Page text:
Prime Minister Charlot Salwai

Prime Minister Charlot Salwai was in New Zealand Wednesday. Photo: Fairfax Media

At a press conference in Wellington, New Zealand on Wednesday, Prime Minister Charlot Salwai said that he expected to conclude an Air Service Agreement with China during next week’s visit.

On Wednesday the Daily Post reported that Mr Salwai was invited by Premier Li Keqiang.

This will be the first official visit to China by Prime Minister Salwai since he took office.

During the visit, President Xi Jinping will meet with him and Premier Li will hold talks with him.

The leaders of the two countries will exchange views on China-Vanuatu relations and important issues of mutual interest. Besides Beijing, Prime Minister Salwai will also visit Hainan and transit in Hong Kong.

An air transport agreement, also known as an air services agreement, is a necessary first step before commercial air service can be conducted between two countries. The China ASA has been long anticipated.

“It has been on the agenda for a while—many years—but we have been discussing it, and finally we have come to an agreement to sign the agreement.”

Both the Vanuatu Tourism Office and Air Vanuatu have indicated that a graduated approach is the most likely way service to and from China will be initiated.

In a recent interview with the Vanuatu Business Review, Air Vanuatu CEO downplayed the likelihood of a long-haul plane in Air Vanuatu livery in the mid-term. ““The long-haul market out of Vanuatu—we have to be very careful. We can’t use the Fiji Airways approach and bring in a 300-seat airliner and start flying everywhere. We have to be far more scalpel-like than that.”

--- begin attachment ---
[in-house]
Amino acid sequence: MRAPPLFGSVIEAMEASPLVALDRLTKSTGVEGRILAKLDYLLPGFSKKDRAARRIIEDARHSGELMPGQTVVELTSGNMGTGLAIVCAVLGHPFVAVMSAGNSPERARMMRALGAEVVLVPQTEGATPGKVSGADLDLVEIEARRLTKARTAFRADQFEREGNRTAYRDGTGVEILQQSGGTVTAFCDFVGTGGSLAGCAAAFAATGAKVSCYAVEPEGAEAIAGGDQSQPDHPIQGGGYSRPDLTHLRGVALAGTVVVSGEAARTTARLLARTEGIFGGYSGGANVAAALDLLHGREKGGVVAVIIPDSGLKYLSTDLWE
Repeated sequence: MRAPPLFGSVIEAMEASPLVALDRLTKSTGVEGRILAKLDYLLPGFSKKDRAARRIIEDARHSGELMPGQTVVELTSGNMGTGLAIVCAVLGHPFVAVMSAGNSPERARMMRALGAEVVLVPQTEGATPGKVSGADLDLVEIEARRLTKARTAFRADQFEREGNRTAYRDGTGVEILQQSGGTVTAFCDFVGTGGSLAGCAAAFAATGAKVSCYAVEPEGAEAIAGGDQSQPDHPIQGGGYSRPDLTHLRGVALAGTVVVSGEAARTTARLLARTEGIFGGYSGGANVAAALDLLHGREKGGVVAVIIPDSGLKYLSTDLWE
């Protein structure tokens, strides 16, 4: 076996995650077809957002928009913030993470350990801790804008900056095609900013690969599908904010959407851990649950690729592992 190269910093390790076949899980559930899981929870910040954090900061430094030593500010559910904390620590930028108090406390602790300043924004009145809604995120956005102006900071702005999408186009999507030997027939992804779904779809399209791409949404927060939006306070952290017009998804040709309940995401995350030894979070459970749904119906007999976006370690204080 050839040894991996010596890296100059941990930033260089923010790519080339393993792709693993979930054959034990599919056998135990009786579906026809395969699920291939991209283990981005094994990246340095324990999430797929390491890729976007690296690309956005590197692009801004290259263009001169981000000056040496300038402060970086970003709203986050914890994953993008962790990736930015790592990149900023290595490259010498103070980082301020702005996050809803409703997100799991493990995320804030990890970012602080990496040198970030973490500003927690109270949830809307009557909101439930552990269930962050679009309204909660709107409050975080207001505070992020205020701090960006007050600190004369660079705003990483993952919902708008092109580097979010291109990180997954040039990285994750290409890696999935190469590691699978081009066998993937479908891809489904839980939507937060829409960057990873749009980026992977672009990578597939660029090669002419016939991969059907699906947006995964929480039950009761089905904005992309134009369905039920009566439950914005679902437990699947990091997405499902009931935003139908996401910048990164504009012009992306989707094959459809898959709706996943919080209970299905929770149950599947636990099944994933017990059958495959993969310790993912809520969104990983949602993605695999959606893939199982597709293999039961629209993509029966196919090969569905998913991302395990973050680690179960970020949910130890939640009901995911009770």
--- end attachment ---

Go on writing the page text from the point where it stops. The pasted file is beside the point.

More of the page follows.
VTO anticipates a bump in its marketing activities in 2024, as Asian markets receive more energy and attention. Overall marketing expenditures are expected to jump by nearly VT 220 million—from VT757 million to VT 971 million—between 2023 and 2024.

The Prime Minister highlighted two other priorities for the upcoming visit. Visa waivers for officials and diplomats was one item, and facilitating more development assistance, especially leveraging Vanuatu’s membership in the Asian Infrastructure Investment Bank.

“When I say infrastructure, it’s not only roads; it’s not only wharves. It’s telecommunications infrastructure, utility infrastructure is also very important, as well as health and education.”

He refused to be drawn into speculation that he was pursuing China for special favours. “It’s almost the same thing we’re discussing with our other development partners.”

Asked if new loans were being sought, he said, “It can be. If not grants, then we have no choice. We need to build our economy; we need to build new infrastructure. We are an independent country, and we cannot sit and wait for grants to come.”

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